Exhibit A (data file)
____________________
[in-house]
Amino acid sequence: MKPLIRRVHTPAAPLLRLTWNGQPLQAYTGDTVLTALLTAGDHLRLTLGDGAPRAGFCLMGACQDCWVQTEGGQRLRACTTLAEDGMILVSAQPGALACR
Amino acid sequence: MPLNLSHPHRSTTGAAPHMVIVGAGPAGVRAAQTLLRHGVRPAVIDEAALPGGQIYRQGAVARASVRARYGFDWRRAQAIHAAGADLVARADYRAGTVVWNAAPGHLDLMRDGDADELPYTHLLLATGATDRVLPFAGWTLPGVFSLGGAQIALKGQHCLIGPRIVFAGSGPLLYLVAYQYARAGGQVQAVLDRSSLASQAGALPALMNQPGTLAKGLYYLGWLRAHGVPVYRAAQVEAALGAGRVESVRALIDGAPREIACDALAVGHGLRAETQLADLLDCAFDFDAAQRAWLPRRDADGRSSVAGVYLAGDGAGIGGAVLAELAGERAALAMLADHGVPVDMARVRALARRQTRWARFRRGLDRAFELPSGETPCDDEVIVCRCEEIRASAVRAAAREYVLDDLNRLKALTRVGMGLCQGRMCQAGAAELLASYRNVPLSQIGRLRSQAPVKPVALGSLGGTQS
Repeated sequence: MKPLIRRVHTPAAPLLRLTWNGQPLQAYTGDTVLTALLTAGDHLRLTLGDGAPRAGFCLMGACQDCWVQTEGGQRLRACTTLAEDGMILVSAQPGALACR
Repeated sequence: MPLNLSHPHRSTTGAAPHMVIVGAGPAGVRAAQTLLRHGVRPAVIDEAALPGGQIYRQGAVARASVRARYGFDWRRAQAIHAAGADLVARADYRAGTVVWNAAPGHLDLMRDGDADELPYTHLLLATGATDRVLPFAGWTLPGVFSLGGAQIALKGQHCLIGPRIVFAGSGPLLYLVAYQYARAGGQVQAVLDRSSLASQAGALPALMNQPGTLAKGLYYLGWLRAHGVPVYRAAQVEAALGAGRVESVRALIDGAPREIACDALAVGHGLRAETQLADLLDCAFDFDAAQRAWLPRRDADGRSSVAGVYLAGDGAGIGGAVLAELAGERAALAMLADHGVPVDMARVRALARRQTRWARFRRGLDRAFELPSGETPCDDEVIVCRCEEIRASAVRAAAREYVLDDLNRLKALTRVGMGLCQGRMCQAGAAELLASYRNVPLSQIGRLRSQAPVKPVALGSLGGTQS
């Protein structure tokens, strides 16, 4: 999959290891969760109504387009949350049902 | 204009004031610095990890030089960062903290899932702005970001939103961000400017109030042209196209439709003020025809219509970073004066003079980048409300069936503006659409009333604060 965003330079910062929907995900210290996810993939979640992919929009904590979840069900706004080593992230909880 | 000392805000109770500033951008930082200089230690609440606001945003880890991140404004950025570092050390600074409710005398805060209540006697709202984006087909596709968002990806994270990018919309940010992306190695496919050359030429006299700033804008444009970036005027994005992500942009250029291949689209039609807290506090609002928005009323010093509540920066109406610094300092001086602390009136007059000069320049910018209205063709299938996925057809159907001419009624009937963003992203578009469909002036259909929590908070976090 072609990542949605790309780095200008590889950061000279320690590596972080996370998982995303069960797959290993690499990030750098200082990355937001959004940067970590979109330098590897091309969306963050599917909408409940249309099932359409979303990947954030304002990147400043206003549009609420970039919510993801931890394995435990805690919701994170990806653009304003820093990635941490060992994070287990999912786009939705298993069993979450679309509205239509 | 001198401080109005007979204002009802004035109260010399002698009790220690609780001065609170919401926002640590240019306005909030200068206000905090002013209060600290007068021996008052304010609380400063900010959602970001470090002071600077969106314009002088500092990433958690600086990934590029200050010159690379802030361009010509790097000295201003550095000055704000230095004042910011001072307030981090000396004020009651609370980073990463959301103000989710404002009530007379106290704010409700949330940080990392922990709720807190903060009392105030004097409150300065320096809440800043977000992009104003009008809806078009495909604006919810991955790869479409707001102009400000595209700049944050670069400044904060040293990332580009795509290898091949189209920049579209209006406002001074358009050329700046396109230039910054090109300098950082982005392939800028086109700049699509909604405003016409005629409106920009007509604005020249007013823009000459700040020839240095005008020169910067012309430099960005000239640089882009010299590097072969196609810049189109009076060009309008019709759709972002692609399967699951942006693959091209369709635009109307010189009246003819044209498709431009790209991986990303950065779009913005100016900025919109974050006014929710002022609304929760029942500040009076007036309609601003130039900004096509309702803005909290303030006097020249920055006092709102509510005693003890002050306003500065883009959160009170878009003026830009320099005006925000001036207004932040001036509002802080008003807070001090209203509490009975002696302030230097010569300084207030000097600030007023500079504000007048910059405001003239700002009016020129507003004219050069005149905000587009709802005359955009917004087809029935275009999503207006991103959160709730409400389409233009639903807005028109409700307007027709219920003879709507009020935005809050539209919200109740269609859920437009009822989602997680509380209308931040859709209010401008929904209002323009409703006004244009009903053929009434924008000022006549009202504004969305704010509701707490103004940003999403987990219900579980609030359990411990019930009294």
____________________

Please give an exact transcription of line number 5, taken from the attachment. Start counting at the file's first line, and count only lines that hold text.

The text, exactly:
Repeated sequence: MPLNLSHPHRSTTGAAPHMVIVGAGPAGVRAAQTLLRHGVRPAVIDEAALPGGQIYRQGAVARASVRARYGFDWRRAQAIHAAGADLVARADYRAGTVVWNAAPGHLDLMRDGDADELPYTHLLLATGATDRVLPFAGWTLPGVFSLGGAQIALKGQHCLIGPRIVFAGSGPLLYLVAYQYARAGGQVQAVLDRSSLASQAGALPALMNQPGTLAKGLYYLGWLRAHGVPVYRAAQVEAALGAGRVESVRALIDGAPREIACDALAVGHGLRAETQLADLLDCAFDFDAAQRAWLPRRDADGRSSVAGVYLAGDGAGIGGAVLAELAGERAALAMLADHGVPVDMARVRALARRQTRWARFRRGLDRAFELPSGETPCDDEVIVCRCEEIRASAVRAAAREYVLDDLNRLKALTRVGMGLCQGRMCQAGAAELLASYRNVPLSQIGRLRSQAPVKPVALGSLGGTQS